He did not specify the details when sophomore-year history teacher, Mr. Stammerjohn, assigned students to create historical items for his class. He suggested that some students could make a cannon replica, a painted flag, then offhandedly, a guillotine. As for the guillotine, what he meant was a twelve-inch stick, glue, and tape model, which a few students did decide to build. Popsicle sticks and Elmer’s glue uprights, with others side by side, to make the platform, topped with one of their parent’s double-edged razors to act as the blades. A couple were quite nice. I don’t remember if they actually chopped anything.
We were always an odd duo, my friend Tim Abernathy and I. We took the instructions to heart. The project grew. After a few designs on lined notebook paper, some scratched out, and some tossed toward the trash can, we had our plan. The result was a seven-foot, fully operable “lettuce chopper.” It was heavy-duty construction made from materials we “borrowed” from my father’s construction business. Better yet, it could be broken down for transport.
“What are you doing with my stuff?” Dad was not amused. “Mr. Stammerjohn said… and we thought… and so… well, we…,” was our explanation. The words eventually rolled out to explain the pile of contraband. To our surprise, my dad “got into” the project. He was good at mechanical improvisation, the same way stand-up comics can hurl insults at hecklers. He was good, and he had suggestions to make the contraption work better. After we fumbled through a few tries at making various wooden triggers, Dad walked to his truck toolbox. A short time later, he produced a gate latch that made the perfect blade release. His realtor friend’s sign that had moved from a home sale became the blade. “He won’t mind,” Dad explained. Not that he ever knew.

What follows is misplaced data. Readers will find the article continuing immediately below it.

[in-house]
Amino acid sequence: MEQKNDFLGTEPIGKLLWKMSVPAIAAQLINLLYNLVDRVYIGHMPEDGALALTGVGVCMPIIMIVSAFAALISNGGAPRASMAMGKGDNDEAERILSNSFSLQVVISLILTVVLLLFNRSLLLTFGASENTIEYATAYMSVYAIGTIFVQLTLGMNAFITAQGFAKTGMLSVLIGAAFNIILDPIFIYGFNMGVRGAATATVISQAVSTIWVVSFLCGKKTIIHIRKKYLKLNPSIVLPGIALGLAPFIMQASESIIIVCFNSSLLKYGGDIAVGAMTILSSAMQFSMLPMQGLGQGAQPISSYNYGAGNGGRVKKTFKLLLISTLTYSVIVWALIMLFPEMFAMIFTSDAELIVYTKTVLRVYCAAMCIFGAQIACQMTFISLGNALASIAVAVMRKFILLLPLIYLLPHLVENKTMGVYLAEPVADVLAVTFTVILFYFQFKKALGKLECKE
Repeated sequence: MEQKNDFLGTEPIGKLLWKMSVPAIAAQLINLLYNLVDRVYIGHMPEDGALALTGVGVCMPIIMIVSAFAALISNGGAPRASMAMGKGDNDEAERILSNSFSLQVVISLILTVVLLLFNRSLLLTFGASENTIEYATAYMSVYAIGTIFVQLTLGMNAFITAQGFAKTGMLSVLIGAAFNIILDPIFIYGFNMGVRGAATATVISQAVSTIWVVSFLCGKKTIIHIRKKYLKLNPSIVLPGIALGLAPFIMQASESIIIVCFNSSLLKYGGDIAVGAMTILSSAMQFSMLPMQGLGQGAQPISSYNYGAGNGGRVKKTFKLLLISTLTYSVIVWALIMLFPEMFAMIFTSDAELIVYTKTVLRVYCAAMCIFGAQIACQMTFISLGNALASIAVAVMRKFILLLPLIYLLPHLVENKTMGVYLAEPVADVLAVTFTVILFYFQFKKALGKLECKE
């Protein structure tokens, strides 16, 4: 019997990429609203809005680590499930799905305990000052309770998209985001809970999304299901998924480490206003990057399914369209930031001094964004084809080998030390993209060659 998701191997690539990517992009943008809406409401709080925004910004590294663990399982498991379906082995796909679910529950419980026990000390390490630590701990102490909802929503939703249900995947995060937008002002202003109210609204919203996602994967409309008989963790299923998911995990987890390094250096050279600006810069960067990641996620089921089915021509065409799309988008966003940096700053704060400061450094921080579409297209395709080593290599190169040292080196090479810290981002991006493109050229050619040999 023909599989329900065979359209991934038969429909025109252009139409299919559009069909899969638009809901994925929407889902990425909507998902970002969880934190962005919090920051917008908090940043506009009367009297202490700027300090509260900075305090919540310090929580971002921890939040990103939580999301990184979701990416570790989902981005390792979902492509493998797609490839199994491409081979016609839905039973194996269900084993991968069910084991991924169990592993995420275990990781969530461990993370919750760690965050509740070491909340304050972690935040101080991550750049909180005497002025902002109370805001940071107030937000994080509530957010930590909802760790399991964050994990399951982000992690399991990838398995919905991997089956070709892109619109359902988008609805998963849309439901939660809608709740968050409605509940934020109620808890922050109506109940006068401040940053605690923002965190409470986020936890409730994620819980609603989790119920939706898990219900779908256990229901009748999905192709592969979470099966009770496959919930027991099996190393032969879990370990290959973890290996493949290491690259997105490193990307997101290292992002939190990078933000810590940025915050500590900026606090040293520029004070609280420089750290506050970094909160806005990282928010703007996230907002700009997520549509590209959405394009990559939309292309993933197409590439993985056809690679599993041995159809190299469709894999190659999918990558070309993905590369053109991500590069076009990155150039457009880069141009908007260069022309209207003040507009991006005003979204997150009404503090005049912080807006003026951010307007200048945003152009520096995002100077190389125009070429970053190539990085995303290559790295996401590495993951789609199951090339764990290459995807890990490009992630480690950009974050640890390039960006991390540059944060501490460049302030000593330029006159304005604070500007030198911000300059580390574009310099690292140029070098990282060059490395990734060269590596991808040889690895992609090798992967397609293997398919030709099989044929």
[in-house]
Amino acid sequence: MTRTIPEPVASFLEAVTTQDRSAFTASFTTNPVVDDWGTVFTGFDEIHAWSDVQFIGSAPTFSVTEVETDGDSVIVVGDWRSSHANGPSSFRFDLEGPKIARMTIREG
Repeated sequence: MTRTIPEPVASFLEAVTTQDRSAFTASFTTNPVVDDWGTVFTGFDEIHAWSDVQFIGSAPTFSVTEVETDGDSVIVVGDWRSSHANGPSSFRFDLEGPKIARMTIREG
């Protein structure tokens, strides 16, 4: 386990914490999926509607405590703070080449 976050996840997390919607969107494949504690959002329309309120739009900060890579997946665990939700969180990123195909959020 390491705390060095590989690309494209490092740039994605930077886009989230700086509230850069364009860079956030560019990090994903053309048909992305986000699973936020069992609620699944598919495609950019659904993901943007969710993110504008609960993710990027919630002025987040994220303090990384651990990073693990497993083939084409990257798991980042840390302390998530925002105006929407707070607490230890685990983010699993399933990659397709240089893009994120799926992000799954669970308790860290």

The garage was filled with sounds of creation; the buzz of a table saw, the squeal of a grinder, the hiss of a power drill. It was our pine-dust opus that blended the aroma of fresh-cut wood and the spicy pungence of smoking metal with a succulent zest of boy sweat. Our first try failed. The thin sheet-metal square wasn’t heavy enough to decapitate our test subjects; lettuce, melons, and other vegetables from the refrigerator. “Try bar stock at the top to weight the blade,” Dad suggested.
It worked. It was a success. We had a real-life, French-authentic, king-top-lopper — a compact, working guillotine. My mom’s produce supply was exhausted, but the project was a success. After a couple of coats of flat-black paint, we stuffed the possibly illegal construct into the back of my dad’s truck and delivered it to school in time for our presentation. The class was stunned. The teacher was stunned. The principal, Fleming Hass, was stunned enough to check the school’s insurance policy. The school was covered. The project was accepted.
Hot damn, an A-plus! We were given an A-plus… something neither Tim nor I had accomplished in our high-school academic careers. The newsletter for the school system ran a picture of the two pseudo-nerds who let their imaginations run. We were sophomore-class legends. Later, Mr. Stammerjohn had us move the machine to the teacher’s room. “Good God!” I heard another teacher exclaim. Our project became a hit with the other educators as well. After that, Mr. Stammerjohn refused to return it. Either the teaching staff used it for drinking games, executing effigies of specific students, or setting examples of those who liked to cut class, I’m not sure, but they did know what trouble two boys could get into with such a device.
Years later, I visited the school and was surprised to see the guillotine still standing among the globes and books and copies of neatly organized tests that lay on the surrounding teachers’ desks. I don’t know if the teachers chopped lettuce or cubed melons or used it for practical jokes on each other. But I suspect it may have been used to inspired students like Tim and me to toe the line and do better work. You could do that back then. It was the Sixties, and things were tough. Remember, we walked to school in our bare feet… in the snow.
– JD Byous